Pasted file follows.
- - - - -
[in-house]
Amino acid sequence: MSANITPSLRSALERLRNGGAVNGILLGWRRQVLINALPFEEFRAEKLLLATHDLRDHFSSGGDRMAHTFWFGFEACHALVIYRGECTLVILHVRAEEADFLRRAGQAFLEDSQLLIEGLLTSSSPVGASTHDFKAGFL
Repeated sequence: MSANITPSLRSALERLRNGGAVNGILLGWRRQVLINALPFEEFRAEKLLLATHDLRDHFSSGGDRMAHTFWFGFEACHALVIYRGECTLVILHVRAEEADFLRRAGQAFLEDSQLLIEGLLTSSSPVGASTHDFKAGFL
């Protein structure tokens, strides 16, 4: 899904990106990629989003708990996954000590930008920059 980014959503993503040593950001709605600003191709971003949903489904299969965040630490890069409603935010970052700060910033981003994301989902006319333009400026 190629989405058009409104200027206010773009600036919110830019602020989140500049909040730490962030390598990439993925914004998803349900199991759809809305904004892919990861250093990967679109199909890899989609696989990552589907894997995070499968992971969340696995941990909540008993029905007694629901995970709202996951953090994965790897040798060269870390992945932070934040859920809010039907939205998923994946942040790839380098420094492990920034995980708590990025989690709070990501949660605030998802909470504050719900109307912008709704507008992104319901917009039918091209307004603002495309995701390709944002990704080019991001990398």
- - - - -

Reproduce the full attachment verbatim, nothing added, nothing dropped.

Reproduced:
[in-house]
Amino acid sequence: MSANITPSLRSALERLRNGGAVNGILLGWRRQVLINALPFEEFRAEKLLLATHDLRDHFSSGGDRMAHTFWFGFEACHALVIYRGECTLVILHVRAEEADFLRRAGQAFLEDSQLLIEGLLTSSSPVGASTHDFKAGFL
Repeated sequence: MSANITPSLRSALERLRNGGAVNGILLGWRRQVLINALPFEEFRAEKLLLATHDLRDHFSSGGDRMAHTFWFGFEACHALVIYRGECTLVILHVRAEEADFLRRAGQAFLEDSQLLIEGLLTSSSPVGASTHDFKAGFL
């Protein structure tokens, strides 16, 4: 899904990106990629989003708990996954000590930008920059 980014959503993503040593950001709605600003191709971003949903489904299969965040630490890069409603935010970052700060910033981003994301989902006319333009400026 190629989405058009409104200027206010773009600036919110830019602020989140500049909040730490962030390598990439993925914004998803349900199991759809809305904004892919990861250093990967679109199909890899989609696989990552589907894997995070499968992971969340696995941990909540008993029905007694629901995970709202996951953090994965790897040798060269870390992945932070934040859920809010039907939205998923994946942040790839380098420094492990920034995980708590990025989690709070990501949660605030998802909470504050719900109307912008709704507008992104319901917009039918091209307004603002495309995701390709944002990704080019991001990398």